Hi all, I'm working on a new assigment which entails "inheritance". I have already written a code for an account class that includes account id, balance annual interest rate and a withdrawl and deposit method. Now I'm suppose to write two subclasses one a savings account and the other a chequing account where the checking account has an overdraft limit and the savings account does not. So write now I'm working on the savings account subclass. Below is the original account class code and then the beginning of my Savings Account subclass. I need some advice desperately. I feel very lost.
As you can tell by my feeble attempt at my subclass I'm very confused . I want the user to be able to input an integer when asked accordingly (amount to withdraw, amount to deposit) and get the proper output. Can anyone start me off on the right track, because I don't think I am. Thanks Stacey
I think the "account" class is your main class. what you can do is to provide a textbox and a button in your class and asking the user to enter the amount to be withdrawn. on the button click (actionperfomed in case of java, you have to use "actionlistener" interface here) you can call your "saving account" class and do the necessary actions. same thing applies to your "chequing account" class.
"Inheritance" is referred to with the phrase "is-a". In your example, you would say "savings account IS A account", and "checking account IS A account" (bad grammer aside). you would not say "savings account IS A TestAccountClass". So, Lalit is correct. I think this is what you were trying to do - or even what you thought you were doing, but just put the wrong class after 'extends'. I think you'll have a problem in your SavingsAccount constructor - i don't see where the variable a is defined (and, to be honest, it's a poor choice for a variable name. it doesn't tell me what it is supposed to be). ok, but back to inheritance. Does your Account class work ok? i didn't look at that code very carefully, but assuming it does... what does a SavingsAccount do differently than an Account? if the answer is nothing, all you have to do is write a constructor that calls the super() constructor, and you're done. by using the word "extends", your sub class does EVERYTHING THE SUPERCLASS DOES (except the constructor thing). you don't even have to mirror ANY calls to ANY method. that's the beauty of inheritance (well, one of them). when you get to your CheckingAccount, it too will derive from account. it may be that all you have to do it override the "withdrawal" method. in the sub class, the method will have the same signiature. then, put in some logic for the overdraft protection. if you pass your tests, call the super.withdraw() method. hope that helps (more importantly, since i've had no coffee yet, hope i didn't say anything wrong!!! good luck!!!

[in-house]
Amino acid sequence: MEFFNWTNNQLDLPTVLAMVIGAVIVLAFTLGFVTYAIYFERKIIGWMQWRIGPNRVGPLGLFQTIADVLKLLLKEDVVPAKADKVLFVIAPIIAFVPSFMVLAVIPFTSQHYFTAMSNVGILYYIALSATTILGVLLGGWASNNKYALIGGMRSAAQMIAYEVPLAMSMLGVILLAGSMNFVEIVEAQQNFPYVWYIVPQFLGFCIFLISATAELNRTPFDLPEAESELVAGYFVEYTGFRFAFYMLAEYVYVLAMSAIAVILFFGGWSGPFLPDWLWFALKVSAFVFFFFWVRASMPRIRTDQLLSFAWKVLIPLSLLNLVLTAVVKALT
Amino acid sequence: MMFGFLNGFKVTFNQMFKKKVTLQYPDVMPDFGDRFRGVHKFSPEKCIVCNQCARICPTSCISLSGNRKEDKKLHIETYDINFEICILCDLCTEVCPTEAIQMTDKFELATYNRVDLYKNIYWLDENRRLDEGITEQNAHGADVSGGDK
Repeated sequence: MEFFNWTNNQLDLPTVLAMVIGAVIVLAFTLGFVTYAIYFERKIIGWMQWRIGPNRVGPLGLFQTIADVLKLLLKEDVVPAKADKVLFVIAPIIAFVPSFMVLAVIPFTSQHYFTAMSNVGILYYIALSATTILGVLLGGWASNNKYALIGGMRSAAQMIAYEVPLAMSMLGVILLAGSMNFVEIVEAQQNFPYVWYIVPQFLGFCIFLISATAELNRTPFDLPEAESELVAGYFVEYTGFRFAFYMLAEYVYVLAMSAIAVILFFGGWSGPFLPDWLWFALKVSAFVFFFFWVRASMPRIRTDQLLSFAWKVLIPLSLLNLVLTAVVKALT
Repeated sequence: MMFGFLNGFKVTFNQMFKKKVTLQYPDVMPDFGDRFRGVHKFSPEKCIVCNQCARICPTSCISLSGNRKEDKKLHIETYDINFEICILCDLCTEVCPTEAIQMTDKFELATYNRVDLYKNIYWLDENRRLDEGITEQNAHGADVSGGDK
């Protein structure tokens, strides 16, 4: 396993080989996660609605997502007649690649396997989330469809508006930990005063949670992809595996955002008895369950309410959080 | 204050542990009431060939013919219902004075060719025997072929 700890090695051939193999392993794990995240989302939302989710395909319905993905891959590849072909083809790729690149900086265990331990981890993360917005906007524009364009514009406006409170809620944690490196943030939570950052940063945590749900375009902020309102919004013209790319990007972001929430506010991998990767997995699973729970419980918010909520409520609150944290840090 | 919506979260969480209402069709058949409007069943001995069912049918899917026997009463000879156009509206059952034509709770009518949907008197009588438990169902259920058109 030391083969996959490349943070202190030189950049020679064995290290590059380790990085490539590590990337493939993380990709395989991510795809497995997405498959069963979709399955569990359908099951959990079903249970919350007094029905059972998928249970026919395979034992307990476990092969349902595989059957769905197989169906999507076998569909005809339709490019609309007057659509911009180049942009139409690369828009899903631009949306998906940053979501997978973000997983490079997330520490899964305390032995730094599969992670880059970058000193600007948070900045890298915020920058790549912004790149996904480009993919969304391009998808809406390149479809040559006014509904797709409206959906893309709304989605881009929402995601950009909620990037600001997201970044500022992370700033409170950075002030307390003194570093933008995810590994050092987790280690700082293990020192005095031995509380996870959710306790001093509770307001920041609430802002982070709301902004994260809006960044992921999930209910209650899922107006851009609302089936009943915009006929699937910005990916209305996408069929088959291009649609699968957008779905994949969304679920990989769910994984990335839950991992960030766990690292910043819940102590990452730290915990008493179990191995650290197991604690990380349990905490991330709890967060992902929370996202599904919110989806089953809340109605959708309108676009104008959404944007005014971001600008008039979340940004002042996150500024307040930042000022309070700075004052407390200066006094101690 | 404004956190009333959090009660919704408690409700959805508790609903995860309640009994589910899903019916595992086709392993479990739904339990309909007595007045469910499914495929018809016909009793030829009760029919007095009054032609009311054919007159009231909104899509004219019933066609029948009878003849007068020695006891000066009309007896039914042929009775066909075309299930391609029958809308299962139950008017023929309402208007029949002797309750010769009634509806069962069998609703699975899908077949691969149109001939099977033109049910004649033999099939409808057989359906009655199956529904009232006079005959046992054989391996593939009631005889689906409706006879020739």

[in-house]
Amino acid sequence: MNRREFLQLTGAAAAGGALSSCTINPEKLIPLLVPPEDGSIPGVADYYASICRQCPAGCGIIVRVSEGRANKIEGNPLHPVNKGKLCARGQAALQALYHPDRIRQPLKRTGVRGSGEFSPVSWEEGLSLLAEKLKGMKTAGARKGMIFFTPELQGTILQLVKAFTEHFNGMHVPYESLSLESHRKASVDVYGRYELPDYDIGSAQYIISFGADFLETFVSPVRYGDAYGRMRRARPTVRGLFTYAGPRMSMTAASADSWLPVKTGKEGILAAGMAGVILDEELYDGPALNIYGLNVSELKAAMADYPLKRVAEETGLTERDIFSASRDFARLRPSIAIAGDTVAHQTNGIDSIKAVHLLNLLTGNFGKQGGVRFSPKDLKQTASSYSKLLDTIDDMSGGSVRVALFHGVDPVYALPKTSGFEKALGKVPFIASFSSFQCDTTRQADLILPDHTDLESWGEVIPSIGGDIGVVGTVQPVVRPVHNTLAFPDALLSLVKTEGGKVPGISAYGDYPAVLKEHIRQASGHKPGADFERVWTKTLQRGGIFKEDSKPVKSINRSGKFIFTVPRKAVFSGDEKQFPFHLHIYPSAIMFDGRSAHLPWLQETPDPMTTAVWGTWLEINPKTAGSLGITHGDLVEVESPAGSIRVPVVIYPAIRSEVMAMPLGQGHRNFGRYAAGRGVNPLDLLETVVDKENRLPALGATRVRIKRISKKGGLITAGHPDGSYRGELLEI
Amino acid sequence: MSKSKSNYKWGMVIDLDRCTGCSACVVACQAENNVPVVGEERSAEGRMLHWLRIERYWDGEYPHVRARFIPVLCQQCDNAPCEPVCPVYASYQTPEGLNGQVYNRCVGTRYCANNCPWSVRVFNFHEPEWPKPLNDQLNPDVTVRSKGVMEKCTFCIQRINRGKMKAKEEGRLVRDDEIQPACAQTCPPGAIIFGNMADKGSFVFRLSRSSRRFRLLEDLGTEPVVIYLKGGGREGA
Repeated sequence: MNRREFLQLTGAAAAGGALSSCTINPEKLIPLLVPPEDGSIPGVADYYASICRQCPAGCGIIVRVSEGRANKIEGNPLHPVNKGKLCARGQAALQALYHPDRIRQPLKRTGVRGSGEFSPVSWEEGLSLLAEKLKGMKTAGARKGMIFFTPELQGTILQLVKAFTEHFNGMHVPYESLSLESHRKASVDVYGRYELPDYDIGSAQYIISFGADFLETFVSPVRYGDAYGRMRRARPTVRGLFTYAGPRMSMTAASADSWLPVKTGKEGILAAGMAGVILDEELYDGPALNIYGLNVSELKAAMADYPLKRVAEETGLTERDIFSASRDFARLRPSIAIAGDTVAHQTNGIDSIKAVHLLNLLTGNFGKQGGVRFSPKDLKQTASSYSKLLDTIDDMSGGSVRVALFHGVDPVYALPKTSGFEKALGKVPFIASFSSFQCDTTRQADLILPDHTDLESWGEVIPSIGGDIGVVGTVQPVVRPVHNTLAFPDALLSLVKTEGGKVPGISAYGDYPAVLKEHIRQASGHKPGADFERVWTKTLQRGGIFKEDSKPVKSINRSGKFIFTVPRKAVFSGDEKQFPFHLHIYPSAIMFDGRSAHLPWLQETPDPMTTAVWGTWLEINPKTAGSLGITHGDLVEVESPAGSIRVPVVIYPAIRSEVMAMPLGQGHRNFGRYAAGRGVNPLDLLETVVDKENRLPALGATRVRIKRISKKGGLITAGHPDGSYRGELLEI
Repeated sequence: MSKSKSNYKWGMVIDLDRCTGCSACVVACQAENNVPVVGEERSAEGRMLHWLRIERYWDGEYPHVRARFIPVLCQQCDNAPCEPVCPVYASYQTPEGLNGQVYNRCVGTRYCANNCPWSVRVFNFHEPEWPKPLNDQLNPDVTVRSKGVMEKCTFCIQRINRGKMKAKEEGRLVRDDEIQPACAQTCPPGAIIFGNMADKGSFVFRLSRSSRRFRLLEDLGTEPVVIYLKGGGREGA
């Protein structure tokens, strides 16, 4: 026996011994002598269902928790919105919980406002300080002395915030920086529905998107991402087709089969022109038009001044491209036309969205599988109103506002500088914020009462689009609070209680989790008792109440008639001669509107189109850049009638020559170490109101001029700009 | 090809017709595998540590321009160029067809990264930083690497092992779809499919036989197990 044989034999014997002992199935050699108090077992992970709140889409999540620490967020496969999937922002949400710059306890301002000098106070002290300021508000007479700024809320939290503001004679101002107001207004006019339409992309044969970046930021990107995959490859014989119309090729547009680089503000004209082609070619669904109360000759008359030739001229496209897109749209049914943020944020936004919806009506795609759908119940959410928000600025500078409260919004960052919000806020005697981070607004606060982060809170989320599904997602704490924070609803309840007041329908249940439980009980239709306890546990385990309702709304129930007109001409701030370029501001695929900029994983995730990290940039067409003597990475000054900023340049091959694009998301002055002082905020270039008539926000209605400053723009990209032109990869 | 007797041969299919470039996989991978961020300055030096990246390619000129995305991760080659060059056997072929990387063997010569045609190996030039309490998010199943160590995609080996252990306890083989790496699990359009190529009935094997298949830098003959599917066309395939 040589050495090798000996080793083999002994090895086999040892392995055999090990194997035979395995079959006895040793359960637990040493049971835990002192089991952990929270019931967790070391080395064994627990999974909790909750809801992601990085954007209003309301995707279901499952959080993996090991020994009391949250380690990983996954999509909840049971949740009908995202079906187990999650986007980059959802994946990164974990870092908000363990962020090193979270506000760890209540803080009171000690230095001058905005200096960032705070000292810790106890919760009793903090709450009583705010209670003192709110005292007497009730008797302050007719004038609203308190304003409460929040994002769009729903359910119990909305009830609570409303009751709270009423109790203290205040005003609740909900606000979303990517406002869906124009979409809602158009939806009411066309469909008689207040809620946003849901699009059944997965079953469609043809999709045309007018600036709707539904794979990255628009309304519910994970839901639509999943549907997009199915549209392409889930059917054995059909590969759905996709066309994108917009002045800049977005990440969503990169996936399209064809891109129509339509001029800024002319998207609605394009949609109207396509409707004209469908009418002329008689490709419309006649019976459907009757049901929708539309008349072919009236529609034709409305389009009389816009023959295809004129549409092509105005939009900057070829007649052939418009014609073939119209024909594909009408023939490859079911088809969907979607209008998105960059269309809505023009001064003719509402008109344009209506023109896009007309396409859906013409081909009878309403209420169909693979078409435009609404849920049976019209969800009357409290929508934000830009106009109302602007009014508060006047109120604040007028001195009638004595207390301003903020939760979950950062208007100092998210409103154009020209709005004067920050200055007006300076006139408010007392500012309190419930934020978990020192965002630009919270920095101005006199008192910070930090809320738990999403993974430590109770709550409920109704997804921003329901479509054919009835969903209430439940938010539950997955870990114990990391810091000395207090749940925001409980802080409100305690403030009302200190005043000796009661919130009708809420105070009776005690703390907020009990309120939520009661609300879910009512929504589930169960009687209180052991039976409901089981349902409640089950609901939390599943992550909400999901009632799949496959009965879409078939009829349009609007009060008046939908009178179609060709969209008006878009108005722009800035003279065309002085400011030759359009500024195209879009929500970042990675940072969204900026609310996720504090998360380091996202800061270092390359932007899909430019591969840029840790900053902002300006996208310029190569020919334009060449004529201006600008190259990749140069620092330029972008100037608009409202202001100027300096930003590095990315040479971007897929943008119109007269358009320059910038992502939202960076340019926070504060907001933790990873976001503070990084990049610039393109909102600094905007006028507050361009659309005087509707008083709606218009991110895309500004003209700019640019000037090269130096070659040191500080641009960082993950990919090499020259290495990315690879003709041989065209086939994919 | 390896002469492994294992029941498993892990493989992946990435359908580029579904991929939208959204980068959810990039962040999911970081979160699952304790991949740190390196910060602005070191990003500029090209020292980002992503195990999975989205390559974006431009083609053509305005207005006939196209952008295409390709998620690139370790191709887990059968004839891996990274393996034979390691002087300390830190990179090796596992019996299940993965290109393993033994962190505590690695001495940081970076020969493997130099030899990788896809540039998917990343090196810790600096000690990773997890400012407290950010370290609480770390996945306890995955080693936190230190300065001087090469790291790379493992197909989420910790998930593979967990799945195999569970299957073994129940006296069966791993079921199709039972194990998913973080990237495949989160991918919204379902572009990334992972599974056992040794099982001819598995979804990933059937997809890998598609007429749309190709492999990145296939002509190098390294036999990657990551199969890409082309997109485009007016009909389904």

There are only two hard things in computer science: cache invalidation, naming things, and off-by-one errors
Joined: Jan 11, 2004
Hi, Okay in response to my two responses, one thing I'm quite sure of is I need to write test program to test my savings account subclass, so that is where I would ask for the input and so on. In the course I'm taking so far I haven't been introduced to "actionlistener" so I don't really know what it is or how to use it. I'm trying to keep things as simple as possible. I know I haven't refered to what "a" is yet, and I didn't plan on changing the variable, I just put it there as a reminder because I think I need one but again I'm new at this and I need more help in terms of explanation. ONe of my other questions is, when I write a test account for this class, it will refer to the subclass for the info. It's just a bit weird to me. Also as I said before with my two subclasses that I'm writing I want the user to input to integers one to withdraw with and one to deposit. On the SavingsAccount subclass when the user withdraws too much I a message to say "Insufficent Funds". Thanks for everyones help, Stacey
to ensure that i understand you right. there exists two kinds of accounts saving accounts and chequing account. both have the same attributest (id, balance, annualInterestRate) and the same behavior regarding deposit but a different behavior regarding withdrawl. on an saving account only an amount that ist smaller than balance can be withdrawed, on a chequing account every amount can be withdrawed(in this assignment). then you have to build an abstract superclass, which includes the behaviour, that is the same for both chequing account and saving account with an abstract method withdrawl. then you build two subclasses, SavingsAccount and ChequingAccount which extends account and override the method withdrawl.(fred described something similar in detail) you can to this for example in this way:
Believe it or not, you've almost got the code to test your SavingsAccount. since SavingsAccount derives from Account (or, it will once you change that line), you can change this:
then, everything else will work. side note: you can use System.out.println(), instead of System.out.print(); this will put the newline automatically. your way isn't wrong, but you can save some lines/typing.
Here's a rough framework. You should be able to see how 'most' of the variable/methods are in the Account class. All these are inherited by SavingsAccount and ChequeAccount, these having additional 'unique' variables/methods (did I mention this was rough?)